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New Jersey Will Transition to All Electric New Car Sales by 2035

Transportation emissions accounted for 35 percent of greenhouse gas emissions in the state, the most of any sector. The Advanced Clean Cars II mandate will require 51 percent of new car sales to be electric in 2027.

an EV charger lit with green lights
Electric vehicle chargers in Hackensack, New Jersey on Thursday, September 14, 2023.
Chris Krusberg|TNS
New Jersey will require all new car sales to be electric by 2035 with some requirements starting in 2026 as part of a series of new regulations, an administrative official in Gov. Phil Murphy’s office confirmed to NJ Advance Media on Monday.

The rule that will make the mandate possible will be filed by the New Jersey Department of Environmental Protection on Tuesday, officials in the governor’s office added.

The filing of “Advanced Clean Cars II” before a deadline that was looming Wednesday will mean car makers must start to follow some zero emission vehicle requirements, beginning with light duty cars in model year 2027 — the ones that hit the market in 2026.

An official in the governor’s office did not comment further, but more information on how the rule will impact drivers is expected Tuesday.

Still, the rule follows California’s lead — requiring manufacturers that make cars, light trucks and SUVs to fill more and more of their fleets with electric options over several years until reaching 100 percent zero-emission vehicles in just over a decade.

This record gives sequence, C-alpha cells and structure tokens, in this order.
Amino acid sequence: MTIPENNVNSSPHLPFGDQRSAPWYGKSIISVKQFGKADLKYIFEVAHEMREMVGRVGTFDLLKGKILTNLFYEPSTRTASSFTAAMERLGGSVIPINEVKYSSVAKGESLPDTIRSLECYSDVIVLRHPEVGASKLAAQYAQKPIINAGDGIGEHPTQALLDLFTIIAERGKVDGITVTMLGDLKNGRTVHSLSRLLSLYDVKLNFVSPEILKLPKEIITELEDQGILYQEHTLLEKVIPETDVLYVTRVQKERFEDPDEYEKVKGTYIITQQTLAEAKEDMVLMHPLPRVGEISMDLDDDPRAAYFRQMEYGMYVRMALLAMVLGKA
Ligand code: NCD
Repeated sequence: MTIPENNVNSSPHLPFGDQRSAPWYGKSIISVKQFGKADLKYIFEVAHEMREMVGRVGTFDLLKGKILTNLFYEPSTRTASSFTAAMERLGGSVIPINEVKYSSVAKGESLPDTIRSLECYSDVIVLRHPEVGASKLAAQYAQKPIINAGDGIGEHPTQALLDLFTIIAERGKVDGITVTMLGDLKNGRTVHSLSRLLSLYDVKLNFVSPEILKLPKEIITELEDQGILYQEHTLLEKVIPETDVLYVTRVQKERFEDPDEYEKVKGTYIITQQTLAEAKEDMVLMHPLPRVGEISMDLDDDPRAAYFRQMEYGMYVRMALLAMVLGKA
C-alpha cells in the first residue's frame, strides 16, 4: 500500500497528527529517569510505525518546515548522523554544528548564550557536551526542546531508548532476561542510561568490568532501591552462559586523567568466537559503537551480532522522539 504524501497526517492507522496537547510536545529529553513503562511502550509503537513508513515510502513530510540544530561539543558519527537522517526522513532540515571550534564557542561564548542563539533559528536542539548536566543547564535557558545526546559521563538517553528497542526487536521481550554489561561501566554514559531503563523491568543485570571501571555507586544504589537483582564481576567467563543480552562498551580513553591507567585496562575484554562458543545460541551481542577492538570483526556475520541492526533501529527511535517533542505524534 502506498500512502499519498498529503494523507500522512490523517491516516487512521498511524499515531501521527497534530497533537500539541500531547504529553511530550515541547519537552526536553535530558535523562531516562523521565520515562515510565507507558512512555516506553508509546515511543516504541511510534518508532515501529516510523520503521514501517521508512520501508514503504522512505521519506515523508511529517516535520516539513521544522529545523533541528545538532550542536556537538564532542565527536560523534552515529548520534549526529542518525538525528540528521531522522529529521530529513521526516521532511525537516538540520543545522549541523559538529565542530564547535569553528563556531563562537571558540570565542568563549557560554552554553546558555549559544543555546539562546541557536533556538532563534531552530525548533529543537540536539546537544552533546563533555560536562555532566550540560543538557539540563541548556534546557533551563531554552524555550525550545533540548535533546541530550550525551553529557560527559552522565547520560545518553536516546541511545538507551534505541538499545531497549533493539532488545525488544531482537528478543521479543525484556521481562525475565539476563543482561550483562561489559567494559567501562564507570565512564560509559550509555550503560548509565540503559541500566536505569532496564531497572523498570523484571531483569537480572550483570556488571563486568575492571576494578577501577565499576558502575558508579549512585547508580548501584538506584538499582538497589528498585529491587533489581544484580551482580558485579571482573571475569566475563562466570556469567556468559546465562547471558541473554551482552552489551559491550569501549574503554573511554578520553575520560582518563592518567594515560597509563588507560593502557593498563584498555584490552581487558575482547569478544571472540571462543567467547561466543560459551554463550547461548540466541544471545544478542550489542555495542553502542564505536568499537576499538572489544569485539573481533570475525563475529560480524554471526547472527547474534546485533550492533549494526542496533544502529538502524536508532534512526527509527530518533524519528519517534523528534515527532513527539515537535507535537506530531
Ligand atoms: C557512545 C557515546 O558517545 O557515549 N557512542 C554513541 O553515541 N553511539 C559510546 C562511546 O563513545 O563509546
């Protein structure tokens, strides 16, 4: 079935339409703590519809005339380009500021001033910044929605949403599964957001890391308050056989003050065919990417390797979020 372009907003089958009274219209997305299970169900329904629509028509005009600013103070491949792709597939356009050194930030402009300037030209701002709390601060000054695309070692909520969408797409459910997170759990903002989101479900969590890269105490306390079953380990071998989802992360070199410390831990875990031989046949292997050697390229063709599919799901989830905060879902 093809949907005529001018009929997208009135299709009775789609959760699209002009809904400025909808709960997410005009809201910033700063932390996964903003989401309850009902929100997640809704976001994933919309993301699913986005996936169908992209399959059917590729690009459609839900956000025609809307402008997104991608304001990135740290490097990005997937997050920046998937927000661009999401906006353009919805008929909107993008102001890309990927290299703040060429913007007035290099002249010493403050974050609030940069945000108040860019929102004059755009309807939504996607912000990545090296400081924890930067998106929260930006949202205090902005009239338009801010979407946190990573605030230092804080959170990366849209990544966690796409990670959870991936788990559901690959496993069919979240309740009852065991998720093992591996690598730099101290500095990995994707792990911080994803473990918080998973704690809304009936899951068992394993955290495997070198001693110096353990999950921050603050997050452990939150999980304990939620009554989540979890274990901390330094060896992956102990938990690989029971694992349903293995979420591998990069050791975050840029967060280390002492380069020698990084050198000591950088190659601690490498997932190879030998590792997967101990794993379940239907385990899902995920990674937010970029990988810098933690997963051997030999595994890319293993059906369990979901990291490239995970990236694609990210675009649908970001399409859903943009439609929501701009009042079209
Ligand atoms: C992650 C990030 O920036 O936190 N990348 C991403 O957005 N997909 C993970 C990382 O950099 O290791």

The rule will require 51 percent of all new car sales to be electric in 2027.

“Our state needs to reduce our greenhouse gas emissions and air pollution and after this announcement, we are no longer sitting in the slow lane while other states pass us by on clean energy,” said Alex Ambrose, the transportation and climate policy analyst for New Jersey Policy Perspective.

Transportation emissions, Ambrose highlighted, have been on the rise since 2020 and account for 35 percent of greenhouse gas emissions in New Jersey — the most of any sector.

The latest clean energy rule, dubbed ACCII, followed a roller coaster two months for the state and Murphy, a Democrat, after the world’s largest offshore wind developer at the end of October suddenly did an about-face on what would have been New Jersey’s first ocean wind farm.

ACCII is an administrative rule, not a law, and thus does not need to be approved by the state Legislature. However, a future administration can change course on New Jersey’s commitment to the regulation.

Climate advocates on Monday still rejoiced the adoption of ACCII, saying it will translate to more than 90,000 more electric vehicles on New Jersey roads by 2030.

“One of our biggest sectors is the transportation sector and one of the biggest sources that’s contributing a lot of co-pollutants, as well as carbon, is our light-duty vehicles,” Anjuli Ramos-Busot, the director of the New Jersey chapter of the Sierra Club, said Monday.

“Unfortunately, New Jersey’s environmental justice communities are intertwined in very congested roadways, particularly going into North Jersey and going closer into New York City,” Ramos-Busot added. “Us being positioned as a transportation hub in between two major cities like New York City and Philadelphia, this program is literally life saving.”